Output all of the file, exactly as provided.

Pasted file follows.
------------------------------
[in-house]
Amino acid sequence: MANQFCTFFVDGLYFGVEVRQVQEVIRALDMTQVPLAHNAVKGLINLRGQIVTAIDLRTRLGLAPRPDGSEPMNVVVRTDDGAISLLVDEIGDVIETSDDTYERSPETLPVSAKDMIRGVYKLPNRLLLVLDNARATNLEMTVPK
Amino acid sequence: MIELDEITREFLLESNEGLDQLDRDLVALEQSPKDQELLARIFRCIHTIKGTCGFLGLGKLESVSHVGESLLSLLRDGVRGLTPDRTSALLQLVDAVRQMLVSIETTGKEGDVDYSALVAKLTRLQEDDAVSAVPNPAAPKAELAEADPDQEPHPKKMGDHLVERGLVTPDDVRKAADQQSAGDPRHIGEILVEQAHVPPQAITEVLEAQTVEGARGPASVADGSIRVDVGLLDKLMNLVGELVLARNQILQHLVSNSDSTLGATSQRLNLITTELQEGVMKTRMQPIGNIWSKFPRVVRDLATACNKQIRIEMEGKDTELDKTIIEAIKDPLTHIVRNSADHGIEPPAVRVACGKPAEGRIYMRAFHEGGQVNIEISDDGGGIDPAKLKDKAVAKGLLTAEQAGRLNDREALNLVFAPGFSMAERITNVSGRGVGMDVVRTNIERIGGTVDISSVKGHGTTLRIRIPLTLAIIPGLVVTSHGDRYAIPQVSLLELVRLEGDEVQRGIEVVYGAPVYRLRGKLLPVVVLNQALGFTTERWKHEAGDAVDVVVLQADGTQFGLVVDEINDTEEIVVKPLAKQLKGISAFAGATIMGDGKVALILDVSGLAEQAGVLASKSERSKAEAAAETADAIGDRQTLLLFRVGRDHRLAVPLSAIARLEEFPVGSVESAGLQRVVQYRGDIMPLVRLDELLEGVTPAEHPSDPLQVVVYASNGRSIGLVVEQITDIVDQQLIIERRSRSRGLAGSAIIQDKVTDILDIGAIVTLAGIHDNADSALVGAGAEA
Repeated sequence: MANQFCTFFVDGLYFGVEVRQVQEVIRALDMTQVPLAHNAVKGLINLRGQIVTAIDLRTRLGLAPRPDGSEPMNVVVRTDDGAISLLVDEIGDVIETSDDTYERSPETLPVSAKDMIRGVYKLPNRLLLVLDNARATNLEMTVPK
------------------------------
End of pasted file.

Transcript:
[in-house]
Amino acid sequence: MANQFCTFFVDGLYFGVEVRQVQEVIRALDMTQVPLAHNAVKGLINLRGQIVTAIDLRTRLGLAPRPDGSEPMNVVVRTDDGAISLLVDEIGDVIETSDDTYERSPETLPVSAKDMIRGVYKLPNRLLLVLDNARATNLEMTVPK
Amino acid sequence: MIELDEITREFLLESNEGLDQLDRDLVALEQSPKDQELLARIFRCIHTIKGTCGFLGLGKLESVSHVGESLLSLLRDGVRGLTPDRTSALLQLVDAVRQMLVSIETTGKEGDVDYSALVAKLTRLQEDDAVSAVPNPAAPKAELAEADPDQEPHPKKMGDHLVERGLVTPDDVRKAADQQSAGDPRHIGEILVEQAHVPPQAITEVLEAQTVEGARGPASVADGSIRVDVGLLDKLMNLVGELVLARNQILQHLVSNSDSTLGATSQRLNLITTELQEGVMKTRMQPIGNIWSKFPRVVRDLATACNKQIRIEMEGKDTELDKTIIEAIKDPLTHIVRNSADHGIEPPAVRVACGKPAEGRIYMRAFHEGGQVNIEISDDGGGIDPAKLKDKAVAKGLLTAEQAGRLNDREALNLVFAPGFSMAERITNVSGRGVGMDVVRTNIERIGGTVDISSVKGHGTTLRIRIPLTLAIIPGLVVTSHGDRYAIPQVSLLELVRLEGDEVQRGIEVVYGAPVYRLRGKLLPVVVLNQALGFTTERWKHEAGDAVDVVVLQADGTQFGLVVDEINDTEEIVVKPLAKQLKGISAFAGATIMGDGKVALILDVSGLAEQAGVLASKSERSKAEAAAETADAIGDRQTLLLFRVGRDHRLAVPLSAIARLEEFPVGSVESAGLQRVVQYRGDIMPLVRLDELLEGVTPAEHPSDPLQVVVYASNGRSIGLVVEQITDIVDQQLIIERRSRSRGLAGSAIIQDKVTDILDIGAIVTLAGIHDNADSALVGAGAEA
Repeated sequence: MANQFCTFFVDGLYFGVEVRQVQEVIRALDMTQVPLAHNAVKGLINLRGQIVTAIDLRTRLGLAPRPDGSEPMNVVVRTDDGAISLLVDEIGDVIETSDDTYERSPETLPVSAKDMIRGVYKLPNRLLLVLDNARATNLEMTVPK